This new book from Ian Baxter delves into an important topic surrounding WWII, one that breaks new ground for Concord Publications. The focus is U-boats (untersee-boot, or “undersea boat”) and their campaign against Allied shipping during the course of WWII. Germany constructed an impressive 1171 U-boats in the war years. Such was the significance of this deadly battle for the seas that the Allies lost more than 50,000 seamen and 15 million tons of shipping from 1939-45. Indeed, particularly early on in the war, German submarines created a stranglehold on the Atlantic that starved Great Britain of much-needed supplies. However, as the tide turned, submariners found they had become the hunted, with 319 U-boats sunk between June 1944 and May 1945 alone. Nearly 40,000 German submariners lost their lives in this desperate battle.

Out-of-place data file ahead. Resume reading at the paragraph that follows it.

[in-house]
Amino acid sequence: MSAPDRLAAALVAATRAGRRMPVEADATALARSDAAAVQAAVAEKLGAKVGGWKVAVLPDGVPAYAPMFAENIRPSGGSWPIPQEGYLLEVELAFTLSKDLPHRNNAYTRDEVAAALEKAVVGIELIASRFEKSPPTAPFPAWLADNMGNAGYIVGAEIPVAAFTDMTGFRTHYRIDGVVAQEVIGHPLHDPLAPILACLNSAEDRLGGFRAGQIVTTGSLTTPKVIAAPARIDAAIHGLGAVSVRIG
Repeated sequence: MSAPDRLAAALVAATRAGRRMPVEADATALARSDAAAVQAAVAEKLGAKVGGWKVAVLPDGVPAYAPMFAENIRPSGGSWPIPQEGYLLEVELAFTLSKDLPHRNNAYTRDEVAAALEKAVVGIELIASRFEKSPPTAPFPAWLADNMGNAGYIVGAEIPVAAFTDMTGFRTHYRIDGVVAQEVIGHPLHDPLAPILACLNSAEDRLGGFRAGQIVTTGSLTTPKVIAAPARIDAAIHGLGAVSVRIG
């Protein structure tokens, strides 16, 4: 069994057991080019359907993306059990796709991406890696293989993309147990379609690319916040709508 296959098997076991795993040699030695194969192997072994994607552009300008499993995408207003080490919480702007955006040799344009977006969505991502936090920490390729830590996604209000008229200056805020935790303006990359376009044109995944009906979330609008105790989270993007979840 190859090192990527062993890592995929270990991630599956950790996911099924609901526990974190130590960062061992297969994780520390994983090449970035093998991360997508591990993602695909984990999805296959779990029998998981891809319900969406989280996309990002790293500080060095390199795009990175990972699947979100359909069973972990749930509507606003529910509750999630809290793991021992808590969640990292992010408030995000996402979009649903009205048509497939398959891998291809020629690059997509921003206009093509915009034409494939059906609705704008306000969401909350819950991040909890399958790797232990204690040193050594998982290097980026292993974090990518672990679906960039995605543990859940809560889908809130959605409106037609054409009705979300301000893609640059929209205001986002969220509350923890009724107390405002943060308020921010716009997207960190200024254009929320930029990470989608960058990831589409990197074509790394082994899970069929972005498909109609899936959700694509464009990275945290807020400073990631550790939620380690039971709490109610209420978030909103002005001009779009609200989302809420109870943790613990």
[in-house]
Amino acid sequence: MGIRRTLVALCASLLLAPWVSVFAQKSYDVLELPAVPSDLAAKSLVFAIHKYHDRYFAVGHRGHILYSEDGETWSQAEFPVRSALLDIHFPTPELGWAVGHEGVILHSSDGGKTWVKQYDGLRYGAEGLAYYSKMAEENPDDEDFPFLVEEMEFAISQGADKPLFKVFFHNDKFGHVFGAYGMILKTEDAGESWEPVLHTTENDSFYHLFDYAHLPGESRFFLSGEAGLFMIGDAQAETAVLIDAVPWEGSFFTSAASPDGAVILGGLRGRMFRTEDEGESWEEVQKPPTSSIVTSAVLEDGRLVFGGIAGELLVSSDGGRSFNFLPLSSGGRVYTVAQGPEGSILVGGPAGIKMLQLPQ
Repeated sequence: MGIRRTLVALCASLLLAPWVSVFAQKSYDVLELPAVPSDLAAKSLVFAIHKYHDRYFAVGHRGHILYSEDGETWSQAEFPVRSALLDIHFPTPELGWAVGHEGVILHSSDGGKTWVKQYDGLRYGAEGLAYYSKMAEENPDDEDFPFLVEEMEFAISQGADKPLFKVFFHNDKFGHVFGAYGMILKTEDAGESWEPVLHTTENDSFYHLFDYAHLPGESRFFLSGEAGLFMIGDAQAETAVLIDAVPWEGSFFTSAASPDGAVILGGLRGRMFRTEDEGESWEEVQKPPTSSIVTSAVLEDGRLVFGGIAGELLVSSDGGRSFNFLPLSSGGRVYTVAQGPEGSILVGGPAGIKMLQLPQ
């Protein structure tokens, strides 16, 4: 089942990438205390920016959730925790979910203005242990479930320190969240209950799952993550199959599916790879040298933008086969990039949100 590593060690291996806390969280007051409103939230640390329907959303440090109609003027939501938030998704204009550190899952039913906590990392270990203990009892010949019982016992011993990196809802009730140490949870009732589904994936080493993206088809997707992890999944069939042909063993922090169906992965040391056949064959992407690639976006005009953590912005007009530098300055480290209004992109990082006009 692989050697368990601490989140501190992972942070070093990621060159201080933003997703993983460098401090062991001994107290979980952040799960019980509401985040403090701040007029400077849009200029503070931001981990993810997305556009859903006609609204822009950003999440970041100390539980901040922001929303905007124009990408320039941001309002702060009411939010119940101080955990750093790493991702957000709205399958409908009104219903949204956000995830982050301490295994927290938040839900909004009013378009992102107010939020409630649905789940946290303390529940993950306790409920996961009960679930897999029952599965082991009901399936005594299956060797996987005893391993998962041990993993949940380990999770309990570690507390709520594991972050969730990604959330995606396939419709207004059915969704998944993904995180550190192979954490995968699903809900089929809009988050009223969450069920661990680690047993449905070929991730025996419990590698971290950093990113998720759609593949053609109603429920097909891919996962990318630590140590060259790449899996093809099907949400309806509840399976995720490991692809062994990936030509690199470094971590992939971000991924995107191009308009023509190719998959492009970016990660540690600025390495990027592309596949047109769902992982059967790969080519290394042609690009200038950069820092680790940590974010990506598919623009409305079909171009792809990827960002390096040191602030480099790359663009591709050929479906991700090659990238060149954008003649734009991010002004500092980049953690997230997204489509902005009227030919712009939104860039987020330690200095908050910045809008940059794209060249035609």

This volume traces the development of the U-boat as a strategic weapon in Germany’s arsenal. The book begins with a written description of the tactics employed and how their effectiveness ebbed and flowed as the war progressed. However, the backbone of this work is the many black-and-white photos of U-boats and their crewmen. These contemporary photos show German Navy submarines in port and at sea, as well as various details of their construction. The crewmen are also a focus of the photography, offering readers a study of their typical uniforms and appearance.
The book’s centerpiece comprises color plates showing various U-boat types, with these illustrations done by Studio Primots. This volume provides an invaluable insight into this naval aspect of WWII, and the superb collection of photographs aided by detailed captions will greatly increase the knowledge of readers.
For enthusiasts seeking wider coverage of this early-war period, “Early Panzer Victories” is a handy reference. Well written and well presented, this work offers many new photos for readers to study and examine.